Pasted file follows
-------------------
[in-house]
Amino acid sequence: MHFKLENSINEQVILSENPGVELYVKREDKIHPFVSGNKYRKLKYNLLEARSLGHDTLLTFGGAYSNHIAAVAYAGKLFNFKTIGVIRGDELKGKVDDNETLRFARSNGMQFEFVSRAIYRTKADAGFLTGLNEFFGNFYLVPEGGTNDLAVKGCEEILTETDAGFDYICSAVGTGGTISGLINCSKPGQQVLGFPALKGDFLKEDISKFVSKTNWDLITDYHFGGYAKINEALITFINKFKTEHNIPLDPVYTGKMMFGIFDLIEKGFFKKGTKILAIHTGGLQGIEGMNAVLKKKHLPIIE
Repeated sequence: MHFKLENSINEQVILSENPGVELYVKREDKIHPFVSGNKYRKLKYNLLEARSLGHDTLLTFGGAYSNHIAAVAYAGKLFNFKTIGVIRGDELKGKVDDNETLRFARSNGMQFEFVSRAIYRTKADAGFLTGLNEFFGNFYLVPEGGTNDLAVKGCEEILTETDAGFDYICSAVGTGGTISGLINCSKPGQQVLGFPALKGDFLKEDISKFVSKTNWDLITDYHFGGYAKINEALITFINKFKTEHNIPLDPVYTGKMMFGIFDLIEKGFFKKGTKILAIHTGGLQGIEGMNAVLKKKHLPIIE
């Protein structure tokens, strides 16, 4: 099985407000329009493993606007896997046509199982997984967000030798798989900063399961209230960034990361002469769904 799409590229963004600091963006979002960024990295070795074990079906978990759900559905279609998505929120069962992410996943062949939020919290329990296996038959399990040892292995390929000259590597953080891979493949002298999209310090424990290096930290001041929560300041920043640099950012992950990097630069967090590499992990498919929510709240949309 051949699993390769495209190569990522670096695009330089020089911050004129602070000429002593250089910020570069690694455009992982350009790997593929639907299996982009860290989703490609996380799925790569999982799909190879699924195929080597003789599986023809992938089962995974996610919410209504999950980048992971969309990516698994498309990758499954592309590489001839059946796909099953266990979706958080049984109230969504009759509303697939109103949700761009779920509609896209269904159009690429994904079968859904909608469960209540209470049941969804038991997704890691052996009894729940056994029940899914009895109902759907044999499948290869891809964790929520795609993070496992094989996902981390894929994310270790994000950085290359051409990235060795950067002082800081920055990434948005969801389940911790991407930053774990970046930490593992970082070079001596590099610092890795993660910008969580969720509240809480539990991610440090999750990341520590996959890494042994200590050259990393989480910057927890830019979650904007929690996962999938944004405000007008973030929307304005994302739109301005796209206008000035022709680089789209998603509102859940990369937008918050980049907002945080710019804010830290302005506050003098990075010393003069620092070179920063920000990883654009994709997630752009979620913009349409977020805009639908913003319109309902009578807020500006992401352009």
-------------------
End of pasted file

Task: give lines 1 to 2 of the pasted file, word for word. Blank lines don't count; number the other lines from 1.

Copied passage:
[in-house]
Amino acid sequence: MHFKLENSINEQVILSENPGVELYVKREDKIHPFVSGNKYRKLKYNLLEARSLGHDTLLTFGGAYSNHIAAVAYAGKLFNFKTIGVIRGDELKGKVDDNETLRFARSNGMQFEFVSRAIYRTKADAGFLTGLNEFFGNFYLVPEGGTNDLAVKGCEEILTETDAGFDYICSAVGTGGTISGLINCSKPGQQVLGFPALKGDFLKEDISKFVSKTNWDLITDYHFGGYAKINEALITFINKFKTEHNIPLDPVYTGKMMFGIFDLIEKGFFKKGTKILAIHTGGLQGIEGMNAVLKKKHLPIIE